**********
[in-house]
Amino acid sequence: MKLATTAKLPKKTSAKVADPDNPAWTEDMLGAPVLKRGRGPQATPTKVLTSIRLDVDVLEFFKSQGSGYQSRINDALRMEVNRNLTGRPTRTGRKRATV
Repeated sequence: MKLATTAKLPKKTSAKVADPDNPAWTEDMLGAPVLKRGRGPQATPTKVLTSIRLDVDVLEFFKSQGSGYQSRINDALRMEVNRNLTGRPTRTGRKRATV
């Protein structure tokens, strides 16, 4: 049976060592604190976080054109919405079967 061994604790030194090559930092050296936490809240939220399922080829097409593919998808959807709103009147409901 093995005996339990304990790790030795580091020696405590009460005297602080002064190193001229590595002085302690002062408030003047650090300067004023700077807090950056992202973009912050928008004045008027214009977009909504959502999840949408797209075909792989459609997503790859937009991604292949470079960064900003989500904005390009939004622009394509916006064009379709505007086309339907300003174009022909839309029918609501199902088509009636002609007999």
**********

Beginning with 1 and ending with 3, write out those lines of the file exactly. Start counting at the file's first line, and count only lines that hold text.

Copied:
[in-house]
Amino acid sequence: MKLATTAKLPKKTSAKVADPDNPAWTEDMLGAPVLKRGRGPQATPTKVLTSIRLDVDVLEFFKSQGSGYQSRINDALRMEVNRNLTGRPTRTGRKRATV
Repeated sequence: MKLATTAKLPKKTSAKVADPDNPAWTEDMLGAPVLKRGRGPQATPTKVLTSIRLDVDVLEFFKSQGSGYQSRINDALRMEVNRNLTGRPTRTGRKRATV